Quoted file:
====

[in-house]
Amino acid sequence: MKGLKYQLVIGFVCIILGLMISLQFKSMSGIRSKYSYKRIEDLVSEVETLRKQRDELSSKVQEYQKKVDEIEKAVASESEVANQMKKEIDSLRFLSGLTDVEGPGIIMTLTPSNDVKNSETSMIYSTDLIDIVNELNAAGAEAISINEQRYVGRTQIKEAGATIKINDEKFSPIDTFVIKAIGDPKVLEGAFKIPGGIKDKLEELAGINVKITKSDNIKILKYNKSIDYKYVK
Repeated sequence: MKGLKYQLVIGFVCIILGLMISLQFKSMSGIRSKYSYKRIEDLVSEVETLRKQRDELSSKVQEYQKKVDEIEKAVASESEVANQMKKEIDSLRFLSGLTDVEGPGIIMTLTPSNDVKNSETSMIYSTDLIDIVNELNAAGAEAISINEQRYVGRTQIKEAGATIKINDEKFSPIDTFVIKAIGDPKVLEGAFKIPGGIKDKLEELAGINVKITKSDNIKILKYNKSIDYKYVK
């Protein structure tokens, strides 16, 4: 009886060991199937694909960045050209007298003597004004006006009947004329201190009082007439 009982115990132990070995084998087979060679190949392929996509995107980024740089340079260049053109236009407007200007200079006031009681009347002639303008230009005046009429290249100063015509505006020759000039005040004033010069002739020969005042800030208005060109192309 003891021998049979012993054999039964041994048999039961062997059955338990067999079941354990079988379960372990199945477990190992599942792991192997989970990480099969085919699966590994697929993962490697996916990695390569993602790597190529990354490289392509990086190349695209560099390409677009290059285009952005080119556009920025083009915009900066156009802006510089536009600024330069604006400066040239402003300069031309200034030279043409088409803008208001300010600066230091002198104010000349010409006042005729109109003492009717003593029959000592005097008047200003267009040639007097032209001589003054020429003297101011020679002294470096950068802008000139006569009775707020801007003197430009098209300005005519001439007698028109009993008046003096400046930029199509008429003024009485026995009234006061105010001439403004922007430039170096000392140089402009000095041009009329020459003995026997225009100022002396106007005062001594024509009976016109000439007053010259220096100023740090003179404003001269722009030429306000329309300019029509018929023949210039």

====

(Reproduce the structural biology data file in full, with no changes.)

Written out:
[in-house]
Amino acid sequence: MKGLKYQLVIGFVCIILGLMISLQFKSMSGIRSKYSYKRIEDLVSEVETLRKQRDELSSKVQEYQKKVDEIEKAVASESEVANQMKKEIDSLRFLSGLTDVEGPGIIMTLTPSNDVKNSETSMIYSTDLIDIVNELNAAGAEAISINEQRYVGRTQIKEAGATIKINDEKFSPIDTFVIKAIGDPKVLEGAFKIPGGIKDKLEELAGINVKITKSDNIKILKYNKSIDYKYVK
Repeated sequence: MKGLKYQLVIGFVCIILGLMISLQFKSMSGIRSKYSYKRIEDLVSEVETLRKQRDELSSKVQEYQKKVDEIEKAVASESEVANQMKKEIDSLRFLSGLTDVEGPGIIMTLTPSNDVKNSETSMIYSTDLIDIVNELNAAGAEAISINEQRYVGRTQIKEAGATIKINDEKFSPIDTFVIKAIGDPKVLEGAFKIPGGIKDKLEELAGINVKITKSDNIKILKYNKSIDYKYVK
């Protein structure tokens, strides 16, 4: 009886060991199937694909960045050209007298003597004004006006009947004329201190009082007439 009982115990132990070995084998087979060679190949392929996509995107980024740089340079260049053109236009407007200007200079006031009681009347002639303008230009005046009429290249100063015509505006020759000039005040004033010069002739020969005042800030208005060109192309 003891021998049979012993054999039964041994048999039961062997059955338990067999079941354990079988379960372990199945477990190992599942792991192997989970990480099969085919699966590994697929993962490697996916990695390569993602790597190529990354490289392509990086190349695209560099390409677009290059285009952005080119556009920025083009915009900066156009802006510089536009600024330069604006400066040239402003300069031309200034030279043409088409803008208001300010600066230091002198104010000349010409006042005729109109003492009717003593029959000592005097008047200003267009040639007097032209001589003054020429003297101011020679002294470096950068802008000139006569009775707020801007003197430009098209300005005519001439007698028109009993008046003096400046930029199509008429003024009485026995009234006061105010001439403004922007430039170096000392140089402009000095041009009329020459003995026997225009100022002396106007005062001594024509009976016109000439007053010259220096100023740090003179404003001269722009030429306000329309300019029509018929023949210039």